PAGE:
Estimated read time: 2-3 minutes
With the 2023 Utah legislative session underway, you'll probably hear a lot about potential laws for Beehive State citizens. In fact, there are dozens drafted up for this year's house and senate to vote on, according to Utah.gov.
Though you'll certainly read and hear news about proposed new laws, you may not hear much about the laws already on the books—especially the unusual ones. From drinking laws to outlawed activities, take the quiz to see if you can tell which of these are real and which are imaginary. Don't forget to enter your email for the chance to win a Minky Couture blanket.
For more information on each law mentioned in the quiz, scroll down this page to see the explanation.
1. No dropping stones
A: True. Hansel and Gretel, take note when in Logan; A Logan city code states "It is unlawful for any person to throw, cast or put into, drop and leave in any street or public place within the city limits of this city, any stones, gravel, dirt, manure or garbage or allow the same either intentionally or carelessly to drop off or be thrown from any truck or other vehicle driving through the streets of this city, and allow the same to remain without immediately removing it."
3. No catastrophes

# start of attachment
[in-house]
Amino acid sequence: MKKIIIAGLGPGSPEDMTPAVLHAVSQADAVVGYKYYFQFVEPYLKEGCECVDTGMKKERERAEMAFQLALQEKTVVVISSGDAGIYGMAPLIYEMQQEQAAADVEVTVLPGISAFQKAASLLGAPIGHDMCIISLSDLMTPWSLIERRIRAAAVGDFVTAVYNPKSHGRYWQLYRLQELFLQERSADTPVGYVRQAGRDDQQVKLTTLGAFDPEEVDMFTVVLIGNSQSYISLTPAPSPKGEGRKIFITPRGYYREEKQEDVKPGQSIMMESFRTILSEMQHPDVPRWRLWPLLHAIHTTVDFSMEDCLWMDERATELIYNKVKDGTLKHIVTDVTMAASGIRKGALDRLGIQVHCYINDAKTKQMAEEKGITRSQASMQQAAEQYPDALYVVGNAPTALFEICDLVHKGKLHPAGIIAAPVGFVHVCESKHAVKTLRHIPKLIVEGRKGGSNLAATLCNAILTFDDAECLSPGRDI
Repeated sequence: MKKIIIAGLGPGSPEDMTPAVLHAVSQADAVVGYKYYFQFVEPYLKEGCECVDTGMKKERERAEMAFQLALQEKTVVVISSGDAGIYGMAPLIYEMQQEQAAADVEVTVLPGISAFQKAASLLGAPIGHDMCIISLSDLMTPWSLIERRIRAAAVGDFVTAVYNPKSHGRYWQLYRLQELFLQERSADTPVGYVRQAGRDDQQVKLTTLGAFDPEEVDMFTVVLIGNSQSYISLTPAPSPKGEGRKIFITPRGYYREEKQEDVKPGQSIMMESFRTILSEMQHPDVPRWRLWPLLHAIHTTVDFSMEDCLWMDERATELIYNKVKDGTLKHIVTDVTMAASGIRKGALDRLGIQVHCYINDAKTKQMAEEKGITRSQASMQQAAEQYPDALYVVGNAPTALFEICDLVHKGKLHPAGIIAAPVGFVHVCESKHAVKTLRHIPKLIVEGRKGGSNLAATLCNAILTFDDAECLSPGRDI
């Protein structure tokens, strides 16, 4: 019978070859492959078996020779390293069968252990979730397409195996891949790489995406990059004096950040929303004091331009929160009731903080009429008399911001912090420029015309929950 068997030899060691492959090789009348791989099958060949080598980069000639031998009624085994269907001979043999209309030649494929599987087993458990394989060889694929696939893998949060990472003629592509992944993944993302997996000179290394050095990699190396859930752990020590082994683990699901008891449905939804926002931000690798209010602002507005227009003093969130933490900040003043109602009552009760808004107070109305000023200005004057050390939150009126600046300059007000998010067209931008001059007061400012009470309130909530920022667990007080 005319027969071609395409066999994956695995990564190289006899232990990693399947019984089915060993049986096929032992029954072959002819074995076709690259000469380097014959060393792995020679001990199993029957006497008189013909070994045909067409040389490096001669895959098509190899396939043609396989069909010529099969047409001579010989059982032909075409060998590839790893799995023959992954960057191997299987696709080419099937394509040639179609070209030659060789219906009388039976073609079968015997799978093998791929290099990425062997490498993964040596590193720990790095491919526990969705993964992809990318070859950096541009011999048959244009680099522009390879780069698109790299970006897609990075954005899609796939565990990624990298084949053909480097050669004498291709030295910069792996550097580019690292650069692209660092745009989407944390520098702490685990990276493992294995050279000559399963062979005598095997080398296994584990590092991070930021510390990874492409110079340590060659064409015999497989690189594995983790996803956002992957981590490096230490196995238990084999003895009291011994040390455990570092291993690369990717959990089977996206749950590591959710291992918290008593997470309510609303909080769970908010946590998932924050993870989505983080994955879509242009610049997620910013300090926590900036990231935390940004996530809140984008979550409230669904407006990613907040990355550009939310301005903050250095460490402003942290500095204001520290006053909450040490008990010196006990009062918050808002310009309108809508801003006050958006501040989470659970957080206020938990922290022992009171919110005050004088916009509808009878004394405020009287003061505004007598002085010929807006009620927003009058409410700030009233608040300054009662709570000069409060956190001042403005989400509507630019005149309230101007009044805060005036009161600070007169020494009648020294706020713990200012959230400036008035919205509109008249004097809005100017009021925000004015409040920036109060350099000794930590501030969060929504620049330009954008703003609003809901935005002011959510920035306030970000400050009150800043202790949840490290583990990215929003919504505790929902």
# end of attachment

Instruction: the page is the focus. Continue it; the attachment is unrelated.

A: True. With a state motto like "industry," you'd better believe Utah is a state of order. That's why causing a catastrophe is expressly prohibited statewide – and disobedience can land you with a first-degree felony.
4. No biting when fighting
A: True. In fact, "ultimate fighting" is strictly prohibited according to Utah law, so you'd better keep your boxing and wrestling matches clean.
6. Keep hands on handlebars
A: True. Utah law requires cyclists to keep at least one hand on the handlebars of bicycles and mopeds at all times, unless he or she is carrying a package. Carrying a package that prevents use of two hands at all times is prohibited.
8. No alcohol during emergencies
A: True. You knew about Sundays, but state law also prohibits the sale and distribution of alcohol during a period of emergency as proclaimed by the governor.